Saturn ransomware is a new threat recently identified by security researchers at MalwareHunterTeam. Saturn ransomware takes its name from the extension added to encrypted files (.saturn).
While it is easy to determine the ransomware variant used in an attack, this will be of little use to victims. There is currently no decryptor available to recover files.
A single infection can rapidly spread laterally, encrypting files on an infected device as well as network shares. Recovering files from backups may prove difficult. Saturn ransomware searches for and deletes shadow volume copies, clears the Windows backup catalog, and also disables Windows startup repair.
If no viable backup exists, the victim must pay a ransom payment in bitcoin of approximately $300 per infected device. If payment is not made within 7 days of infection, the ransom payment doubles.
As with many new ransomware variants, attacks can come from all angles. That is because the new ransomware variant is being offered to affiliates as ransomware-as-a-service.
Ransomware-as-a-service allows the malware developers to maximize the number of infections – and profits – by recruiting a large team of distributors to send spam emails, load the ransomware onto malicious websites, and install the malicious software by taking advantage of poor security defenses. In exchange for their efforts, affiliates are given a percentage of the ransom payments that are received.
The developers of Saturn ransomware have made it as easy as possible for affiliates. A portal has been developed that allows affiliates to obtain copies of the ransomware binaryeither embedded in exe files or Office, PDF files or other documents. To tempt individuals into using this ransomware variant instead of other RaaS offerings, the developers are offering a large percentage of the ransom payments to affiliates – 70%.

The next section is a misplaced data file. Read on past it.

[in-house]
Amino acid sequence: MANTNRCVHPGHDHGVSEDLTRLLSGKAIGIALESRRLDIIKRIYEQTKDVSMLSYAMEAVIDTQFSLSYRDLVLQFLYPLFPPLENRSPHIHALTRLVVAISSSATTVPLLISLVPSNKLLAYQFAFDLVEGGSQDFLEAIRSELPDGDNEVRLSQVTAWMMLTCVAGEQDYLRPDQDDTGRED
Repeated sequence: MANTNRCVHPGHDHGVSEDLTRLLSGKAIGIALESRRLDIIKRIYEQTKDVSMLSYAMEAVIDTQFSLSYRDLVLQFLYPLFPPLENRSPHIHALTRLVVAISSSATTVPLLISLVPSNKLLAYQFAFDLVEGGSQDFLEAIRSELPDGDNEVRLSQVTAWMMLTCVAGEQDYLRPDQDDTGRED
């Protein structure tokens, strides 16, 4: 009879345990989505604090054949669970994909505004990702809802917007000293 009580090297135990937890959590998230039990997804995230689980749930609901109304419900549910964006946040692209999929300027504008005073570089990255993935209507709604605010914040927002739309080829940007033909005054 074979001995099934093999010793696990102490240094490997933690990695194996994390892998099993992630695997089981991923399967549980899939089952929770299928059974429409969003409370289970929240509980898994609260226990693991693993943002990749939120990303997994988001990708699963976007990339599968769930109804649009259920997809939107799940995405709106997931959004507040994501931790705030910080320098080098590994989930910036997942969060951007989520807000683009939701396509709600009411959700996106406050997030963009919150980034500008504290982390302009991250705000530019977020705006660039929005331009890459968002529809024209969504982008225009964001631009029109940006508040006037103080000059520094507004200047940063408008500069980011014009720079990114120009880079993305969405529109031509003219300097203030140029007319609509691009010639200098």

The ease of running campaigns together with the high potential rewards for infection means many affiliates are likely to start using the new ransomware variant in attacks. The new malware is already being offered on various darknet forums.
How to Block Saturn Ransomware Attacks
Spam email is the easiest way of spreading ransomware. Massive spam campaigns require little skill and there is no shortage of email addresses for sale on the dark web. We can therefore expect this new ransomware variant to be widely distributed over the coming weeks.
With spam email likely to be the main vector of attack, one of the best defenses to deploy to prevent infection is to use anti spam software such as SpamTitan. SpamTitan blocks more than 99.9% of spam email. With SpamTitan in place, emails can be blocked and will not reach end users inboxes.
However, no single defense can provide total protection from ransomware attacks. Layered defenses are required. Antivirus and antimalware solutions should be used, although signature and heuristics-based defenses will not provide total protection. Businesses should also use a technology that identifies changes to files to ensure that if infection occurs, rapid action can be taken to limit the spread of the ransomware.
Multiple copies of files should also be made to ensure that should the unthinkable happen, data will not be lost. Businesses should make at least three backups, stored on two different media, with at least one copy stored securely off-site. Good patch management policies are also required to prevent vulnerabilities from being leveraged to install the ransomware.
Technical defenses are essential, but don’t forget the human element. Ransomware spread via spam email requires some user interaction – the opening of an email attachment or the clicking of a link. Security awareness training and phishing email simulations are now a necessity to reduce user susceptibility to email-based attacks.